I need to fits the attached data as in image

3 views (last 30 days)
I need to fit the attached data as in the image below: Mushtaq Al-Jubbori on 5 Jun 2021
Yes, I used tanh(x) but I need another function?

Alex Sha on 6 Jun 2021
Hi, the fitting function "y = p1/(1+Exp(p2+p3*x)+p4*x)^p5" is pretty good for all data set, where y=L, x=T
1: T1-L1:
Root of Mean Square Error (RMSE): 0.0481024350848356
Sum of Squared Residual: 0.0277661311330899
Correlation Coef. (R): 0.999085841980414
R-Square: 0.998172519645713
Parameter Best Estimate
---------- -------------
p1 6.26675447680147
p2 109.105635295479
p3 -67.1792841156261
p4 404935160.81852
p5 0.0161845071634169 2: T2-L2:
Root of Mean Square Error (RMSE): 0.0728301819569392
Sum of Squared Residual: 0.111388943481498
Correlation Coef. (R): 0.999334306206347
R-Square: 0.998669055560921
Parameter Best Estimate
---------- -------------
p1 7.42506477062961
p2 19.1556613661477
p3 -9.26234046573527
p4 -0.0219401101448161
p5 0.101288835010354 3: T3-L3:
Root of Mean Square Error (RMSE): 0.134092463526771
Sum of Squared Residual: 0.413558141817605
Correlation Coef. (R): 0.999276494987953
R-Square: 0.998553513435409
Parameter Best Estimate
---------- -------------
p1 11.4516493147292
p2 17.1095166703901
p3 -4.66159981573592
p4 0.0192821696183541
p5 0.129232672490336 4: T4-L4:
Root of Mean Square Error (RMSE): 0.174646688455142
Sum of Squared Residual: 1.06755130259216
Correlation Coef. (R): 0.999289186413636
R-Square: 0.998578878083226
Parameter Best Estimate
---------- -------------
p1 15.0727185425809
p2 61.2119358895463
p3 -10.7637556382665
p4 0.236072827848106
p5 0.037477078210382 5: T5-L5:
Root of Mean Square Error (RMSE): 0.154312409495508
Sum of Squared Residual: 0.500058714210495
Correlation Coef. (R): 0.999654251549009
R-Square: 0.999308622640009
Parameter Best Estimate
---------- -------------
p1 17.5989211228526
p2 138.340503536049
p3 -17.2818282854456
p4 -0.0357446437398955
p5 0.0179266207350469 Mushtaq Al-Jubbori on 10 Jun 2021
Thank you, but when run the cod appear.. Undefined function or variable 'FitCoth'

Sulaymon Eshkabilov on 6 Jun 2021
You can start using curve fitting toolbox, cftool that is quite straightforward and does not require any addional coding.
An alternative way is the least squares method for that you have you data ready. You'd need to generate Vandermonde matrix and then compute the fit model coefficients.
Sulaymon Eshkabilov on 8 Jun 2021
@John D'Errico This polynomial model is shown here mean to be an example not the proposed model. For V matrix it is viable to insert exp(), sin(), cos() tan() and polynonials in combination.

Image Analyst on 6 Jun 2021
@Mushtaq Al-Jubbori. What I did was to find where the flat part starts and fit the data to the left of that to an exponential growth curve. As an output you have the location where the flat part starts and the coefficients of the exponential fitted equation. Try this (click the copy icon in the upper right of the code block below and then paste into MATLAB):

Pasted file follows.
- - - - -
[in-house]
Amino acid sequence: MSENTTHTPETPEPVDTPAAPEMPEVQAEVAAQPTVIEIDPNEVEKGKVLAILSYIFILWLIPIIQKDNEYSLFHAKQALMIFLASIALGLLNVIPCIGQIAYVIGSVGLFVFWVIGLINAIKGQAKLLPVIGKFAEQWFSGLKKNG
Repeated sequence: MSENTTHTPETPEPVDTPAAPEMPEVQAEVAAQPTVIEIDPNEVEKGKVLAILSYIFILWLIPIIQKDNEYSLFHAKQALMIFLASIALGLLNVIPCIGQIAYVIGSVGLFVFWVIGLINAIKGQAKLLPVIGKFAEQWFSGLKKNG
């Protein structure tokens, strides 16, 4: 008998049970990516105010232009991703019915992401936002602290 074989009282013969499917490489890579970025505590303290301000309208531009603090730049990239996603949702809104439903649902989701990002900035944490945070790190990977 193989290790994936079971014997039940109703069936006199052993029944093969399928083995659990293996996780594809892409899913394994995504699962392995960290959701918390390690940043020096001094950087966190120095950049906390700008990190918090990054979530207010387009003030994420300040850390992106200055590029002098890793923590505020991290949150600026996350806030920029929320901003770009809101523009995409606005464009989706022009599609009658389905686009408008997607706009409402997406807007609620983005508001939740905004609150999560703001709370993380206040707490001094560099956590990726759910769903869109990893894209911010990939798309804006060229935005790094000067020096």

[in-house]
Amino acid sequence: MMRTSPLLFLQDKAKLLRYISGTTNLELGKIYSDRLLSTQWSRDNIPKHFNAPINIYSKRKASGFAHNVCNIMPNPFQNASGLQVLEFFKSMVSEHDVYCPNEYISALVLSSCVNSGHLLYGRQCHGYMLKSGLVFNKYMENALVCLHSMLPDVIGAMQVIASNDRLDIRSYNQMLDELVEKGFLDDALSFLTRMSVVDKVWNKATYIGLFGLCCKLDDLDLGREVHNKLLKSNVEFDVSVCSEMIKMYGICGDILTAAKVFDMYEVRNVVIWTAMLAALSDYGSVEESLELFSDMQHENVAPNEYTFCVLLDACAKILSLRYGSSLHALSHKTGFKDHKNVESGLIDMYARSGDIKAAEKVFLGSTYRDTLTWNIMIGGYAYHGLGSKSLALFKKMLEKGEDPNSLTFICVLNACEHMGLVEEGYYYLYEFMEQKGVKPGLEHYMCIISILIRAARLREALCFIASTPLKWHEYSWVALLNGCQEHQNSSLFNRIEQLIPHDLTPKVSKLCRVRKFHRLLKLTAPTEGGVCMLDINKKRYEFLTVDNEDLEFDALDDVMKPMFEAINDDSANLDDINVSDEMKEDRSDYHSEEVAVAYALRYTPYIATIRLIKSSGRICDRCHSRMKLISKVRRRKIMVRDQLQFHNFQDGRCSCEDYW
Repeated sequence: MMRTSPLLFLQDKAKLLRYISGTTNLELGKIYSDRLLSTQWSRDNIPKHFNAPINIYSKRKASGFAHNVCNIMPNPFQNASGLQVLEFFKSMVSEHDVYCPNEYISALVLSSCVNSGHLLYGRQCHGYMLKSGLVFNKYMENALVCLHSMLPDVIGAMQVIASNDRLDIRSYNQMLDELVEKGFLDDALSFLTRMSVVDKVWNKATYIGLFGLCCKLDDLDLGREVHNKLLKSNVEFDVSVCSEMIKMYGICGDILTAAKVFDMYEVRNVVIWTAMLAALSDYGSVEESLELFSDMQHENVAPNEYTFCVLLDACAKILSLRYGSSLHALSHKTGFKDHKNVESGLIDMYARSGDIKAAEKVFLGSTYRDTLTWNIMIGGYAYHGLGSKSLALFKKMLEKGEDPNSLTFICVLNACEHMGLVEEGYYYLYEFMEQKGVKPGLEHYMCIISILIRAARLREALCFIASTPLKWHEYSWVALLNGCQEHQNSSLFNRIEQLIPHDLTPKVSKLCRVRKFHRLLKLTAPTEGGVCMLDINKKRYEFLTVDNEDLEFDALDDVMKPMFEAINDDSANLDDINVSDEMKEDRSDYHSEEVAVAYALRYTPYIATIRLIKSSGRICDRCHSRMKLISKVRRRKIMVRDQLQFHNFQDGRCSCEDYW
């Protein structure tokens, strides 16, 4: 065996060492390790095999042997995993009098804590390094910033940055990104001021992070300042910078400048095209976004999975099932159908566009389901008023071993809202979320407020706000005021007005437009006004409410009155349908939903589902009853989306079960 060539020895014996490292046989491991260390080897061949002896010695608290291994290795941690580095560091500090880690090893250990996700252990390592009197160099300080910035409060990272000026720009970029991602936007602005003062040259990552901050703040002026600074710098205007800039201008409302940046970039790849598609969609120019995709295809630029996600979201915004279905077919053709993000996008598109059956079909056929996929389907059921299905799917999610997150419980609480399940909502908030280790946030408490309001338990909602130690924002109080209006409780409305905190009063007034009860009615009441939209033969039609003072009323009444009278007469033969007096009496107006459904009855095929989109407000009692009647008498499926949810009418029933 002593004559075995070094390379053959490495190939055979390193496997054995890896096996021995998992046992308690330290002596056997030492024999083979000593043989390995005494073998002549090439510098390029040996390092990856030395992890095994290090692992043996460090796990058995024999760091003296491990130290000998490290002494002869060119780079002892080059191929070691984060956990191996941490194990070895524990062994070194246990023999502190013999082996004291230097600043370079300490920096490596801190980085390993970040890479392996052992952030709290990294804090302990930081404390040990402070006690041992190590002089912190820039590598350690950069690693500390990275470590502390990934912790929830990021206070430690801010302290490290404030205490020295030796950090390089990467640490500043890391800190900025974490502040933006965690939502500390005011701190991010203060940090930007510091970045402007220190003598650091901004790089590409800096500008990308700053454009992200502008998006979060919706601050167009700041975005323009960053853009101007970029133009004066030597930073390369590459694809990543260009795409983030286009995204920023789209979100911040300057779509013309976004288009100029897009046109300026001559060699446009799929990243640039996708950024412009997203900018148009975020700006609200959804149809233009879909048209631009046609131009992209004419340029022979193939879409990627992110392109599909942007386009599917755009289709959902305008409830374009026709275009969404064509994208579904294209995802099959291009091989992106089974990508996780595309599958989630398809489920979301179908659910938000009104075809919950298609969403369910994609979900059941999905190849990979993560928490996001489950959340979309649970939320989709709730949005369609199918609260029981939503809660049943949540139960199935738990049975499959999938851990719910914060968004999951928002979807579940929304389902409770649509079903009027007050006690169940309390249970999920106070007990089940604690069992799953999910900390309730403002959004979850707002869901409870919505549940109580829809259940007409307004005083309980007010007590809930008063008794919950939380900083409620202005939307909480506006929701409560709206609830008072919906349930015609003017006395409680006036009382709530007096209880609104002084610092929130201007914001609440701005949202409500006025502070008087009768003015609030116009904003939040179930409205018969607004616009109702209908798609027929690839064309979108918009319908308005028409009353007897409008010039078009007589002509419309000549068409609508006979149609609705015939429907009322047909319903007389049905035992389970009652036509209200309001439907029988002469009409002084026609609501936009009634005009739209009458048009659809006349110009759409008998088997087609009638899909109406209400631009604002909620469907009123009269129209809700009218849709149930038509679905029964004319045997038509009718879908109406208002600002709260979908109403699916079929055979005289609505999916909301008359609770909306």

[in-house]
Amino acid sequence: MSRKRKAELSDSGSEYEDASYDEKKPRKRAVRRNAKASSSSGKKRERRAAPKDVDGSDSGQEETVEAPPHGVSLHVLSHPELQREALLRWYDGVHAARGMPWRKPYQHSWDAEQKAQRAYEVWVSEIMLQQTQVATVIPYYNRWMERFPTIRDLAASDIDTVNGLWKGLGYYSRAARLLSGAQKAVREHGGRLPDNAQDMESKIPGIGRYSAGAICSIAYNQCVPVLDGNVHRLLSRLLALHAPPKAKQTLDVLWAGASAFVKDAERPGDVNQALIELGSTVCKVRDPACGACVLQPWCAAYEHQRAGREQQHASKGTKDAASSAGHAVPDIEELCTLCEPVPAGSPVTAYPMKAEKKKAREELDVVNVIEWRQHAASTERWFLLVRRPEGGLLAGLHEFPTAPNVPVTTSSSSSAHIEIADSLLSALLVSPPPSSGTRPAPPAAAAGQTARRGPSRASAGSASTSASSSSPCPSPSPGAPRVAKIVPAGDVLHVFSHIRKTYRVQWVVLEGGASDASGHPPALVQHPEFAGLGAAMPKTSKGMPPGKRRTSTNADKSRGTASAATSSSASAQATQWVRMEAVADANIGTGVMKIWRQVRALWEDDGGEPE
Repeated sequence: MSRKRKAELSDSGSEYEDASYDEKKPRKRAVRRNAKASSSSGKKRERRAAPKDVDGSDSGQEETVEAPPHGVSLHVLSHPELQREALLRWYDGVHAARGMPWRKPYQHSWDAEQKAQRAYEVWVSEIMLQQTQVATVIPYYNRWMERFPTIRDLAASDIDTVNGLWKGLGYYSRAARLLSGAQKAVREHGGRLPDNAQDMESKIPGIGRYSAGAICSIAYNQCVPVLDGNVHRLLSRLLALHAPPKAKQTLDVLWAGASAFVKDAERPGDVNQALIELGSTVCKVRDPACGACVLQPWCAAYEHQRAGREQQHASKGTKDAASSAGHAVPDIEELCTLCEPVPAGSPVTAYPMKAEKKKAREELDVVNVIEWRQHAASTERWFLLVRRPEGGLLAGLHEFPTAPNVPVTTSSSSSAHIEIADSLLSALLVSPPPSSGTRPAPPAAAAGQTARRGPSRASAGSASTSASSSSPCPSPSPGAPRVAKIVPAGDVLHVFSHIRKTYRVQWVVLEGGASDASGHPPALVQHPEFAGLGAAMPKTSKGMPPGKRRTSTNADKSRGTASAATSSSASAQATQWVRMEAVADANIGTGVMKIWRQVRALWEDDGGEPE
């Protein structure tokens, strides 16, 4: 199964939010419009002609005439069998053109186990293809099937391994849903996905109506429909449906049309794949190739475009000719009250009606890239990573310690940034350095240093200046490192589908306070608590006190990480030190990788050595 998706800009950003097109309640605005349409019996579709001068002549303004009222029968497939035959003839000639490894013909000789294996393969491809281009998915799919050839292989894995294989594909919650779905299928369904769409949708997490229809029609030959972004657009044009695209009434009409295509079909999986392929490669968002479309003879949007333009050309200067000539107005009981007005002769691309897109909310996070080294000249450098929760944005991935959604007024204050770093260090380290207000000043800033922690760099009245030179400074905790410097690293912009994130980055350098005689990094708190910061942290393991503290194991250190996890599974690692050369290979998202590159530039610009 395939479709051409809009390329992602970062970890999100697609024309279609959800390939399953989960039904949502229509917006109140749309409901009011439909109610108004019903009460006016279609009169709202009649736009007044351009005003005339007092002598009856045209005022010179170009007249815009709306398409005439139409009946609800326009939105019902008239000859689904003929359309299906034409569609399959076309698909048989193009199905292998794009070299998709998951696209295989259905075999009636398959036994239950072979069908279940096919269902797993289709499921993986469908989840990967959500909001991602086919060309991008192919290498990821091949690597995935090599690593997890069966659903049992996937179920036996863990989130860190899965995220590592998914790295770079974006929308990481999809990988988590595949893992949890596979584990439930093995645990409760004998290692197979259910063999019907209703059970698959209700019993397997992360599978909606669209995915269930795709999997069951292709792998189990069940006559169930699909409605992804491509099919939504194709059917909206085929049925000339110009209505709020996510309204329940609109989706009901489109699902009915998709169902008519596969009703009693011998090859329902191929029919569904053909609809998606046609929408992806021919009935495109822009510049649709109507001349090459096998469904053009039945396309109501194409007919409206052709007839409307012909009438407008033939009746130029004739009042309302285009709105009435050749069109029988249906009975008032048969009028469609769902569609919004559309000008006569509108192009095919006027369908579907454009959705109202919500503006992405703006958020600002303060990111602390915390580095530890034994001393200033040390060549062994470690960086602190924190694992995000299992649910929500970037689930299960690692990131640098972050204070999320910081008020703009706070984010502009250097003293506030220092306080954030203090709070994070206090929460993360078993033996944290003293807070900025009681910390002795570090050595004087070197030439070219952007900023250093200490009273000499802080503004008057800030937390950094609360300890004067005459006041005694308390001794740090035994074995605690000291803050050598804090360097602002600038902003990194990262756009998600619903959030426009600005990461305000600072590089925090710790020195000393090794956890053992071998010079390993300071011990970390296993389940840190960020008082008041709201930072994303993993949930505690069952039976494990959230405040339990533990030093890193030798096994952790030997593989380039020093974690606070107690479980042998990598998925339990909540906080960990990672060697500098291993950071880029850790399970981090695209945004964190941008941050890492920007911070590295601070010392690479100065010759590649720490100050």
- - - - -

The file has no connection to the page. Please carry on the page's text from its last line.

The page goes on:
clc; % Clear command window.
fprintf('Running %s.m ...\n', mfilename);
clear; % Delete all variables.
close all; % Close all figure windows except those created by imtool.
workspace; % Make sure the workspace panel is showing.
fontSize = 14;
L1=[1.4 1.9 2.4 3.132 4.2 4.532 4.532 4.4 4.532 4.532 4.4 4.5];%1.5Mev
L2=[1.65 2.2 2.8 3.4 4.266 5.6 6.6 7.4 7.5 7.534 7.5 7.5 7.4 7.4 7.4 7.5 7.6 7.532 7.4 7.6 7.6];%2.26MeV
L3=[1.8 2.2 2.8 3 3.8 4.8 5.8 6.4 7.8 8.6 9.8 10.6 11.2 11.4 11.2 11.4 11.2 11.4 11 11.2 11.4 11.2 11.4 ];%3.2MeV
L4=[2.05 2.4 2.8 3.4 3.7 4 4.5 5 6.3 7.2 8 8.6 9.8 10.4 11.2 12.2 13.8 14.6 14.6 14.532 14.532 14.6 14.6 14.532 14.532 14.4 14.4 14.4 14.4 14.532 14.5 14.2 14.4 14.4 14.6];%4MeV
L5=[3 3.4 3.8 4.4 5.2 6 6.8 8 9.2 10.8 12.8 15 16.4 17.4 17.8 17.6 17.8 17.8 17.6 17.8 17.8];%4.85MeV
T1=0.25:0.25:3;
T2=[0.5:0.25:2.25 2.75:0.25:5 5.5 5.75 6];
T3=[0.75:0.25:1.75 2.25:0.25:4 4.5:0.25:5 5.5 6 6.25 6.75:0.25:7.5 ];
T4=[1 1.25 1.75:0.25:3 3.5:0.25:9.25 9.75 10.25 10.75];
T5=[2:0.5:7.5 7.7 8:0.5:10.5 11.5 12];
subplot(5, 2, 1);
plot(T1,L1)
grid on;
title('L1 vs. T1', 'FontSize', fontSize);
kneeIndex = FindKneeIndex(L1, T1);
xline(T1(kneeIndex), 'Color', 'r', 'LineWidth', 2);
% Now fit the left portion of the data that follows an exponential to an exponential formula.
coefficients1 = FitExponentialGrowth(T1(1:kneeIndex), L1(1:kneeIndex), 2)
subplot(5, 2, 3);
plot(T2,L2)
grid on;
title('L2 vs. T2', 'FontSize', fontSize);
kneeIndex = FindKneeIndex(L2, T2);
xline(T2(kneeIndex), 'Color', 'r', 'LineWidth', 2);
% Now fit the left portion of the data that follows an exponential to an exponential formula.
coefficients2 = FitExponentialGrowth(T2(1:kneeIndex), L2(1:kneeIndex), 4)
subplot(5, 2, 5);
plot(T3,L3)
grid on;
title('L3 vs. T3', 'FontSize', fontSize);
kneeIndex = FindKneeIndex(L3, T3);
xline(T3(kneeIndex), 'Color', 'r', 'LineWidth', 2);
% Now fit the left portion of the data that follows an exponential to an exponential formula.
coefficients3 = FitExponentialGrowth(T3(1:kneeIndex), L3(1:kneeIndex), 6)
subplot(5, 2, 7);